Where Should I Keep My Money When We Keep Moving?

Finding a fantastic bank while you’re in the military may seem simple. You’ll just find one that is military friendly and provides incentives for your business. Simple, right? Not so fast. Some banks offer incentives for military members and even free accounts, but they may not have the best service or rates. Just like after choosing the cheaper option, choosing the easy incentive in banking may leave you with a lot of regrets.

Let’s talk about some of the things members of the military should look for when opening a new account. Also, what questions do you think should be answered before investing your money in a new bank. Because you are investing your money in the bank as a business, so you want to make sure their business practices and spending guidelines are in line with what you believe. You don’t want to rush into any decision involving your money.

What do you Need in a Bank?

Just like when you are looking for TDY lodging, start with your current needs. Do you need a bank that offers Checking, Savings, CD’s, IRA’s, Insurance, and loans? Or are you looking for something a little less complicated, just somewhere safe to keep your funds and deposits your paychecks?

Many banks offer free checking accounts, and some have requirements of minimum monthly balances, product quotas, or a slew of other things that you will need to satisfy to earn a free account. However, there are some accounts that are totally free. When you start with what you need and then add on what you may want, you’ll find the right banking option for you – and it may involve multiple banks.

Watch out for Fees

There’s nothing worse than paying a fee for using your own money. Luckily, Both USAA and Navy Federal Credit Union offer free checking accounts with no monthly service fees. USAA requires a minimum deposit of $25 to open a Classic Checking. Navy Federal does not have a minimum deposit requirement, but they do have a direct deposit requirement to maintain a free account.

Before opening any account, read the fine print. Know all the terms and conditions before you commit to banking with a company. This is especially important for military families, as we move often. You don’t want a bank that charges you international fees, or makes it difficult to use your debit card outside of the US.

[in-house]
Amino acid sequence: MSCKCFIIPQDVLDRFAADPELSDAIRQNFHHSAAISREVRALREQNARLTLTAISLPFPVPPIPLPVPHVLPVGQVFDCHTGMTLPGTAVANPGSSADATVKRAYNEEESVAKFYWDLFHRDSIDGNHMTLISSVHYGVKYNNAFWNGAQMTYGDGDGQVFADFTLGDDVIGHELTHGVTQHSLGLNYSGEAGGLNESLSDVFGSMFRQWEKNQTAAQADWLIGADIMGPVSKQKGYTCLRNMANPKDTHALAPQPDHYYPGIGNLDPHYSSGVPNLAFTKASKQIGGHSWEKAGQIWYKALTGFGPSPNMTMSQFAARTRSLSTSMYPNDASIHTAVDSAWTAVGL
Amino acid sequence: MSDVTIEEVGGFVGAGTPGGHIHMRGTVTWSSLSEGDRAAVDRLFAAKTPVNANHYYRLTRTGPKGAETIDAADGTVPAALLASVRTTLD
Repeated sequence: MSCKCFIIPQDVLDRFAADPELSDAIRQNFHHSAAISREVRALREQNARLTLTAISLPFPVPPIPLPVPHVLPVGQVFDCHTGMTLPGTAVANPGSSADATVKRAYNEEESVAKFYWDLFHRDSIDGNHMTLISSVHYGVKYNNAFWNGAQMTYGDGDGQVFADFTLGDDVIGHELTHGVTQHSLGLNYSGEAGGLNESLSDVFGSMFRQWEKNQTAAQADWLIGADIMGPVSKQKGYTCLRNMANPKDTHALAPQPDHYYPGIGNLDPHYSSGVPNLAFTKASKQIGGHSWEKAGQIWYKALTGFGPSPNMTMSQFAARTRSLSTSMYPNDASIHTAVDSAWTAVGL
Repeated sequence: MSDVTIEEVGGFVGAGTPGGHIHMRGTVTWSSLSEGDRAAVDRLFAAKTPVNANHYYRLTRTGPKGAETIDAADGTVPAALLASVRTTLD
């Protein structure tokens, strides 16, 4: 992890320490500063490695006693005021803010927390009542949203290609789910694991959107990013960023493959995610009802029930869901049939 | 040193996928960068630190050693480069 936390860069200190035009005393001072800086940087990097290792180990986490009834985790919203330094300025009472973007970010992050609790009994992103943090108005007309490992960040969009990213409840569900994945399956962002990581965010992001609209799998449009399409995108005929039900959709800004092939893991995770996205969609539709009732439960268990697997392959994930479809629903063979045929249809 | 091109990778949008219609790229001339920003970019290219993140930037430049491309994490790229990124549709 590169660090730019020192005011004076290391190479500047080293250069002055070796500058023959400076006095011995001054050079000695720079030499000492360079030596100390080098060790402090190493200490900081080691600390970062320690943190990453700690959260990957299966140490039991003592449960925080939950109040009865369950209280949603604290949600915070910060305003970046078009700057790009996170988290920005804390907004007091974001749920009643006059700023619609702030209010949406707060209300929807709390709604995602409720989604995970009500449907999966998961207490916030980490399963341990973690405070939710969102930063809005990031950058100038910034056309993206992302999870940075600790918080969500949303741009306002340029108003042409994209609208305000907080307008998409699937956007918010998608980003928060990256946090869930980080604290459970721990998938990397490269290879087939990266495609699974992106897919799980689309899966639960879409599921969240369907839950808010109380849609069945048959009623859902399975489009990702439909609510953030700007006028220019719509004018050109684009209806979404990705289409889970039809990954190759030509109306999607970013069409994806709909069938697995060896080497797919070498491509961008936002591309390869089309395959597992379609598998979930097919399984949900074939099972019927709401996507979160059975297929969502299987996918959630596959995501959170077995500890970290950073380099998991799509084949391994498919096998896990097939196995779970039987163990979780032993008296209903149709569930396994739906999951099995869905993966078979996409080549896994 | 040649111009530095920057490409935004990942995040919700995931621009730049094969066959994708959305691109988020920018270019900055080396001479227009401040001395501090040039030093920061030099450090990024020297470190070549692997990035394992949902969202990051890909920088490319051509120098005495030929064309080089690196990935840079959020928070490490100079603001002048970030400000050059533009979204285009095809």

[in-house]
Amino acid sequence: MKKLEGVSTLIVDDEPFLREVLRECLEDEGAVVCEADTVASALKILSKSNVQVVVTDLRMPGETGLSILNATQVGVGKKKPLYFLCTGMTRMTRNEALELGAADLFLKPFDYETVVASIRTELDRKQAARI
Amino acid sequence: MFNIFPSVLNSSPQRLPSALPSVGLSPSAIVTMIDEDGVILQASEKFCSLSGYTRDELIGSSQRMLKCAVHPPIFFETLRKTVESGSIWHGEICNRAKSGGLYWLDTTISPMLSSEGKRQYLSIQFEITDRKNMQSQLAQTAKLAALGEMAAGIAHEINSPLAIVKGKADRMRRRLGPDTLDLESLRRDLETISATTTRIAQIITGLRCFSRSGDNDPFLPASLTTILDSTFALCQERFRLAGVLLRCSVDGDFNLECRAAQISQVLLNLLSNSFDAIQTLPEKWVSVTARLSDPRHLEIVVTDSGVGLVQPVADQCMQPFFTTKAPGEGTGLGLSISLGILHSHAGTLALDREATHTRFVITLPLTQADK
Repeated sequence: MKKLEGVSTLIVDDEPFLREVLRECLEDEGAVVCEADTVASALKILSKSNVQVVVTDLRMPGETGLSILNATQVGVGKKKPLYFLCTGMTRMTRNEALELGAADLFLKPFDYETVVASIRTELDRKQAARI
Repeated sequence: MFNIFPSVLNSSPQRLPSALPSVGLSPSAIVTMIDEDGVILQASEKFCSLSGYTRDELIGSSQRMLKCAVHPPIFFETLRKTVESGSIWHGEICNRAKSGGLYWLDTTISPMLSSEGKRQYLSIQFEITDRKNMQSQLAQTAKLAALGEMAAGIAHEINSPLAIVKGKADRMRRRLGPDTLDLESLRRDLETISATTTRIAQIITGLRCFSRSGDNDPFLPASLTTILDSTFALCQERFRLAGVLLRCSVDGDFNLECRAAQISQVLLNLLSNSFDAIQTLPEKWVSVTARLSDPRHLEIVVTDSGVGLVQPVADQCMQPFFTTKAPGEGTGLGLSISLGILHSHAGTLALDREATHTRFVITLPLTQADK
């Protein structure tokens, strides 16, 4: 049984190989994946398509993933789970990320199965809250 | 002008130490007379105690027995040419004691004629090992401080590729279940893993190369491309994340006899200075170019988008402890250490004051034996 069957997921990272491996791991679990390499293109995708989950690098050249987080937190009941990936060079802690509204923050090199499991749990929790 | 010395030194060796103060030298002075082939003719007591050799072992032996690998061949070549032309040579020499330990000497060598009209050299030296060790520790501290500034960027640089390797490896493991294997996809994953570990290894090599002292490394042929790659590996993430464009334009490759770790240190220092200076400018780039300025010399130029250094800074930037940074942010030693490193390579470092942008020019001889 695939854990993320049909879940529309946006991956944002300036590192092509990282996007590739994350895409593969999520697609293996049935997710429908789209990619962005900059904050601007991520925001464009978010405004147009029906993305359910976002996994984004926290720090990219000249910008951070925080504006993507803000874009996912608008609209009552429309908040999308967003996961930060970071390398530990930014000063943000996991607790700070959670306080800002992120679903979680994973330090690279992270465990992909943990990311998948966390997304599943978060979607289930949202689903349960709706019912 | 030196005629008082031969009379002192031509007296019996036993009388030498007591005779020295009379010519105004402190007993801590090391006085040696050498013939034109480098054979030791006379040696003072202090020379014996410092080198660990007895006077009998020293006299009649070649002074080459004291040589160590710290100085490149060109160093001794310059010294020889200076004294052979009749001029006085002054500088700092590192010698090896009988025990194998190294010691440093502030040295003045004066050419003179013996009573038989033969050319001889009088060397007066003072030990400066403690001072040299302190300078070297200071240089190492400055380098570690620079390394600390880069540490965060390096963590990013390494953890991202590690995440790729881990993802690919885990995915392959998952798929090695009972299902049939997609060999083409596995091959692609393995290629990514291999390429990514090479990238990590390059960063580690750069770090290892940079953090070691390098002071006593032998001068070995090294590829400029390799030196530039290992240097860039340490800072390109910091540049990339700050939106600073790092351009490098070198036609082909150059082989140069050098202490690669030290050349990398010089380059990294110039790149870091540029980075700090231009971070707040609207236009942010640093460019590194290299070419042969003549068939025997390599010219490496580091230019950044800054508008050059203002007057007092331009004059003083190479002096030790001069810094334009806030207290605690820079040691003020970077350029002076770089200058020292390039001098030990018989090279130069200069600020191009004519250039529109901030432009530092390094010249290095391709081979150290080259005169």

Saving for the Future

Do your long-term goals include buying a house? Saving money for retirement, your kids’ education, and even a down payment on your forever home can seem intimidating. But saving is necessary. Pay attention to interest rates and savings options, as they may change based on the amount, year, and institution.

Interest rates on savings accounts will vary by the type of account. In 2018, rates fluctuated between 0.20% and 3.25%. The latter amount usually is for a CD (Certificate of Deposit) or similar type of high balance savings account.  Navy Federal offers a CD account called a Special Easy Start™ Certificate with a minimum opening balance of only $50 and a 12-month term.

Other Reasons to Need a Bank

Almost all banks offer car loans and mortgages, as well as life and property insurance. As a military family, you should take your time and shop around when searching for a loan. When it comes to these types of products, an APR (Annual Percentage Rate) can vastly differ from bank to bank.

Doing your research when looking to open a new bank account will be the best way to ensure you are doing the right thing with your money. Take the time to decide what’s important. Do you want to keep this account for a while or are you fulfilling an immediate need? Are rates and multiple product options a concern of yours?

Check out local branches and credit unions as well as the larger banks. They may be able to offer something the big brands cannot. It’s worth a look. Do not let all the terms, agreements, and bank jargon wear you down. It’s your money, and your financial security is important. We want you to have a successful military career and post-military life, and that starts now.

Written by: Marla Bautista

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